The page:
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23 Feb 2007 : Column 956Wcontinued
Mr. Lansley: To ask the Secretary of State for Health pursuant to section 4.6 of the Ministerial Code, on how many occasions (a) she and (b) Ministers in her Department have made representations on behalf of constituents over health service reconfigurations in their capacity as constituency MPs in each year since 1997. 
Andy Burnham: My right hon. Friend the Secretary of State and other Ministers in the Department have regularly made representations on behalf of their constituents to their ministerial colleagues. These have been on a wide range of health-related issues which might include proposed service changes in their constituency.
In accordance with section 4.6 of the Ministerial Code, Ministers are free to make clear their views on matters affecting their parliamentary constituency to the relevant Minister provided they make clear that they are acting as their constituents representative and not as a Minister.
Derek Wyatt: To ask the Secretary of State for Health how many operations were postponed at Medway Maritime Hospital in (a) 2005-06 and (b) 2006-07. 
Andy Burnham: The number of operations that are postponed is not collected centrally. An operation that is rescheduled to a time within 24 hours of the original scheduled operation is recorded as a postponement and not as a cancellation. The following table shows the number of operations cancelled at the last minute for non-clinical reasons in the years requested.
|Last minute cancelled operations for non-clinical reasons, Medway National Health Service Trust, 2005-06 and 2006-07|
| Notes: 1. 2006-07 data only covers quarter 1 and quarter 2. Other quarters' data are not yet available. 2. A last minute cancellation is one that occurs on the day the patient was due to arrive, after they have arrived in hospital or on the day of their operation. Source: Department of Health dataset QMCO|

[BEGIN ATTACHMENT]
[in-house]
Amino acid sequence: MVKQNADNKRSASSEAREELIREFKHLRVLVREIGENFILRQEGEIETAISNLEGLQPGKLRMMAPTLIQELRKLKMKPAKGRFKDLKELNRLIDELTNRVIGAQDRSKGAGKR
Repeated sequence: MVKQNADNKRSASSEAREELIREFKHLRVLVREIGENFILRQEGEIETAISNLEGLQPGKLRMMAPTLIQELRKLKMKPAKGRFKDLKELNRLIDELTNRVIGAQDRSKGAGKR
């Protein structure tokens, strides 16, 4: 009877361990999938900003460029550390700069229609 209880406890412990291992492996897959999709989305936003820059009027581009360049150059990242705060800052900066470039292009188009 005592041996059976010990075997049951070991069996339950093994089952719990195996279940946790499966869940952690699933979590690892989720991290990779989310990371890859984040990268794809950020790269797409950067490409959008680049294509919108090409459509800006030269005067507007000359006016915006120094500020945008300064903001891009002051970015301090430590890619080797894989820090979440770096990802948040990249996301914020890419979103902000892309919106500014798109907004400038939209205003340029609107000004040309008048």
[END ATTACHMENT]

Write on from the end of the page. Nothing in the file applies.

Bob Spink: To ask the Secretary of State for Health (1) how many applications were considered before the selection of a preferred provider for the independent sector treatment centre at Basildon, Essex; 
(2) what consultation was held prior to the decision on a preferred provider for the independent sector treatment centre for Basildon, Essex; and if she will make a statement. 
Andy Burnham: Phase 2 of the independent sector treatment centre (ISTC) programme was announced in May 2005. Any company interested in the programme was free to register an expression of interest, and complete a pre-qualifying questionnaire (PQQ), issued in late August 2005. Following this process, bidders were short-listed and issued with an invitation to tender (ITT). Bids were then returned for the Essex electives scheme.
The Department received 26 PQQ responses from potential bidders. On the Essex electives ISTC scheme, four bidders were short-listed and issued with an ITT, of which four bids were returned.
The procurement process, including the appointment of the preferred bidder, is being undertaken in accordance with European procurement regulations which set out requirements for each stage of the process from advertisement to the evaluation of bids and through to the negotiation of contractual terms with the successful bidder.